Join David Blatner for an in-depth discussion in this video Format cells, part of InDesign CC 2018 Essential Training.
- [Instructor] In the last movie, we explored formatting a whole table. Now in this movie we'll take it a step further and look at both formatting the data inside each cell, and then the cells themselves. Let's start by formatting the text inside these cells at the top, right here in the header. To do that, I need the type tool, which I get just by double clicking inside the cell. Now let's zoom in to 200% to see this better, by pressing Command + 2 or Ctrl + 2 on Windows. Next, I'm going to select all the cells in that row.
I could just drag over them, but in this case I'm simply going to put my cursor just outside the left edge of the row until I see that black arrow and then I'll click once. Now, by selecting all the cells I can change the formatting in all of them at the same time. First, I'm going to change the font. I'll come up here to the control panel and I'll change the font to DIN, there we go. I want DIN 2014 Bold. So you can see you can apply any text formatting to all of those cells at the same time.
Now in this case, what I really want to do is apply a paragraph style. And I'm going to apply the paragraph style first to the entire table. That means I need to select all the cells in the table. So I'll go to the table menu, choose Select, and then choose Table. Then I'll open up my Paragraph Styles panel over here in the dock. And I'm going to open this little folder called tables. I've already created these Paragraph Styles inside this document. And I have one called Table Body. So I'll click once on it and it applies it to all that text.
Now, I'll just select that first row again and I'll apply this other paragraph style called Table Header. Okay, this is starting to come together, except that the header looks like it disappeared. But that's just because the Paragraph Style set the color to white. So, let's go ahead and change the background color of these cells, which I can do in the Swatches Panel or up here in the Control Panel. I'll set the fill to this dark blue gray color. Now it's kind of annoying because we can't see the cell color.
We can't see that it's blue until I click off of it over here. There we go, that looks pretty good. Okay, now let's turn our attention to the strokes. I like those white strokes in between each column, but not up here in the header. And also, below the header there's a 1 point black line and I don't like that either. So let's get rid of them. To do that, I'm once again going to select the entire row and now I'm going to pay attention to this weird looking icon up here in the Control Panel. See, when it comes to formatting tables, it's really important that you understand what this icon represents.
Each of these blue lines represents one of the strokes inside the current selection of cells. So, the bottom line and the top line represent the bottom most and top most lines in the selection. Not the whole table, just the selection. Same thing with the left and right, the left and right lines inside this icon represent the left most and right most column strokes inside this selection. Now, this line in the middle of the icon represents the middle strokes. Right now there's four of them.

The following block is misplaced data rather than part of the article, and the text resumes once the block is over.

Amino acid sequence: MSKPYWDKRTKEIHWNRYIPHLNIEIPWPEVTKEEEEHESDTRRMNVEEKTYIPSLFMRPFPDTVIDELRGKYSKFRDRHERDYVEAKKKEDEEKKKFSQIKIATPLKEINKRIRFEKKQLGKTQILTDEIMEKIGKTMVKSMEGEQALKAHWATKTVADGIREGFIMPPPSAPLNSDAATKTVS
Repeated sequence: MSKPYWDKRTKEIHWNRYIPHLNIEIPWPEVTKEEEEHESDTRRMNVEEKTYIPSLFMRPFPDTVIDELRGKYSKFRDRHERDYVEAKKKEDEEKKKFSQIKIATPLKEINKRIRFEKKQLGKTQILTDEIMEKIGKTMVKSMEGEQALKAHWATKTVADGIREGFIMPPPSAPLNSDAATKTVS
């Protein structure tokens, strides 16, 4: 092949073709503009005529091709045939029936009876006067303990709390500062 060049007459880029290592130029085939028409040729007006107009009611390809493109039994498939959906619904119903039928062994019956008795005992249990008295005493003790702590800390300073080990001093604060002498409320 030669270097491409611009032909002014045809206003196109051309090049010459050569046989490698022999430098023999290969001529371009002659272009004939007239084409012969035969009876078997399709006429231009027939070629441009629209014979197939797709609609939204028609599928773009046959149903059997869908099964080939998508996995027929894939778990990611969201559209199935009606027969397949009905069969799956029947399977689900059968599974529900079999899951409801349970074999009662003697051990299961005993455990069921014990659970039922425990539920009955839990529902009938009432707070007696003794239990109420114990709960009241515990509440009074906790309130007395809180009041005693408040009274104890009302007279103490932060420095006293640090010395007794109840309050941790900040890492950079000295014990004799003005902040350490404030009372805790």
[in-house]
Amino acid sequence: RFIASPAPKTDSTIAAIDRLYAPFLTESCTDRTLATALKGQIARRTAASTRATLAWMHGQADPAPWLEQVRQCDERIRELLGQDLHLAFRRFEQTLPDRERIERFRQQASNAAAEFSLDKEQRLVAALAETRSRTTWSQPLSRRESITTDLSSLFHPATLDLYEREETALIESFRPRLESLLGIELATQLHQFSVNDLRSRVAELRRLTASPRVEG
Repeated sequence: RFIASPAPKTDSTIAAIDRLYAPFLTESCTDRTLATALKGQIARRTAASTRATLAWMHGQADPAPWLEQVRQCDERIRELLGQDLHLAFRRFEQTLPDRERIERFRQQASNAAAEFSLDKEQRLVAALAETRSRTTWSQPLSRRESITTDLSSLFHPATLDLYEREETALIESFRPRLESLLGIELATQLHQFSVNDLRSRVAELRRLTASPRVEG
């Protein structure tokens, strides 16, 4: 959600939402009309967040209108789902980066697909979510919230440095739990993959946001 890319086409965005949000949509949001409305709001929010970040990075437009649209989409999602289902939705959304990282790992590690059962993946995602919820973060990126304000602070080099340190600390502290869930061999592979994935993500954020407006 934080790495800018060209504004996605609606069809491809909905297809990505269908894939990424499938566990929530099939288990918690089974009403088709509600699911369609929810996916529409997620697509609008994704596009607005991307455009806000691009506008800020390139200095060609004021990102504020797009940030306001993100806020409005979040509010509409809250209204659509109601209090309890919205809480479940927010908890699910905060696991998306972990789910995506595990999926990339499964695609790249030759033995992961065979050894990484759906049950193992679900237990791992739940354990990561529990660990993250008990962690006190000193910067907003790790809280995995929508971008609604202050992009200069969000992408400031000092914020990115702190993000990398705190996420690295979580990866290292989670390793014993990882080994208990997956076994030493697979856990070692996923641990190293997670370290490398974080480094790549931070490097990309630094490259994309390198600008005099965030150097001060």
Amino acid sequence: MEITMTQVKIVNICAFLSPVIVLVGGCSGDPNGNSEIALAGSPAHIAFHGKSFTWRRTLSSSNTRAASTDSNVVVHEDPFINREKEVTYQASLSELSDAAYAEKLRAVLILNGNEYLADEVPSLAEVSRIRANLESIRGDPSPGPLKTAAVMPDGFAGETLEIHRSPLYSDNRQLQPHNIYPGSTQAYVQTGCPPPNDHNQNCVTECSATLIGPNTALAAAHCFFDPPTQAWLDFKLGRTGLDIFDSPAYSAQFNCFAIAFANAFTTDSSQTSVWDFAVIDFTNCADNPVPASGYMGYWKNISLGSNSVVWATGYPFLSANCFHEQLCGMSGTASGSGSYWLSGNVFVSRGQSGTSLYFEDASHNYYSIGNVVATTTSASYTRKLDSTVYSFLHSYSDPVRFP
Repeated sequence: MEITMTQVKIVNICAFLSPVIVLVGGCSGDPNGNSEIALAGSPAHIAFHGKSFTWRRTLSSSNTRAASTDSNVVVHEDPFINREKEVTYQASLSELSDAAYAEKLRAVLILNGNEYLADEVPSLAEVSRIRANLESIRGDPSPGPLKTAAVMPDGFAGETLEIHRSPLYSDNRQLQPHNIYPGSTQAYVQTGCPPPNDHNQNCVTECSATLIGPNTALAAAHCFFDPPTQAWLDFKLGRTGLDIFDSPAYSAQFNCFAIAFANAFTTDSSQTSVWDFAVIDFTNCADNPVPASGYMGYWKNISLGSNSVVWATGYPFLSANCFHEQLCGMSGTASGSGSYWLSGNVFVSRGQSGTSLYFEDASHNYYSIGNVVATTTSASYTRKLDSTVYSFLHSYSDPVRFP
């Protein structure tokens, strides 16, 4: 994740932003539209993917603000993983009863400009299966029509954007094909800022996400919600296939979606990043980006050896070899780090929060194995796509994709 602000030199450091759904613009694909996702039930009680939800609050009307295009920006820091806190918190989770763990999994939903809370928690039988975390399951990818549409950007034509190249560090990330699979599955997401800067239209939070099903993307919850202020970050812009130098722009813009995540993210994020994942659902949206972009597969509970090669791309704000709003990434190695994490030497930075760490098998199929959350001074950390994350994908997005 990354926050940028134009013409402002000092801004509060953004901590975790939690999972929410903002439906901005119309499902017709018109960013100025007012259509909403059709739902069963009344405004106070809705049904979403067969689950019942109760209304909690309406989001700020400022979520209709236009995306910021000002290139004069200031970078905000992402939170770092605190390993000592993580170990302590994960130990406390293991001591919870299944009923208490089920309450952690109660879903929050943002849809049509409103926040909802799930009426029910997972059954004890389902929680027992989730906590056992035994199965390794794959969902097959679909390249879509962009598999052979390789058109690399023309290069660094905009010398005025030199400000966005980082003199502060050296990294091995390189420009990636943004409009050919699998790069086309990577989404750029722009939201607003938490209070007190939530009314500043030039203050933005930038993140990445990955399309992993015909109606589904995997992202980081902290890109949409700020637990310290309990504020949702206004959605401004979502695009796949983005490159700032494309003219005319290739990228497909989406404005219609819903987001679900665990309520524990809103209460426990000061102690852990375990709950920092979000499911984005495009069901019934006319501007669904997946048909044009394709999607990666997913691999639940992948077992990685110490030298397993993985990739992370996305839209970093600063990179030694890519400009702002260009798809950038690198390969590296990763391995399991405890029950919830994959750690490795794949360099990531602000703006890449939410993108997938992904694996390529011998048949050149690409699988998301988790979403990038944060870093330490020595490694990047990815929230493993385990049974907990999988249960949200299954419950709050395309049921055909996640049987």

One between each column. I'll put away my Paragraph Styles panel so you can see this better. So if I want to change the strokes between each of these columns, I need to turn off all the blue lines in this icon, except the one in the middle. You can turn on and off a stroke in this icon simply by clicking on it. But there's a little shortcut that you should know about. And that's triple click. Triple click selects or deselects all the strokes. In this case it just turned off all of them. Now I can click just on the one in the middle to turn it on again.
Now I can see over here that I have a 1.5 point white stroke applied to it. To turn it off, I simply change the color of the stroke to none. So there, the column strokes went away. Now I'm going to turn that blue line off and turn the one at the bottom on. Here you can see the 1 point black stroke. So let's set that to none as well. Now I'll just click out here and you can see all the strokes went away. So that looks good. Let's just do one more thing to this header. So once again I'll select the cells, and I want to move these headings down vertically.
So, I'm going to open the Cell Options dialogue box by going back up to the Table menu, choosing Cell Options and then Text. This dialogue box gives you all kinds of control over each cell. For example, I can adjust the insets, that is how far the text is going to sit from the edge of the cell. But in this case, I just want to center it vertically. So I'll come down to the vertical justification pop up menu and choose Align Center. Let's click okay and then click out here so we can see it without that selection.
That's great, this table is really coming together now. But there's one more thing I'd like to do. I'd like to add a graphic to this table inside one of those cells. And that's what I'll show how to do next.
- Creating a new layout
- Inserting pages
- Adding text
- Inserting graphics
- Applying color and transparency
- Drawing and editing frames and paths
- Formatting objects
- Formatting text
- Creating styles for uniform formatting
- Building tables
- Adding links and interactivity
- Printing and exporting InDesign documents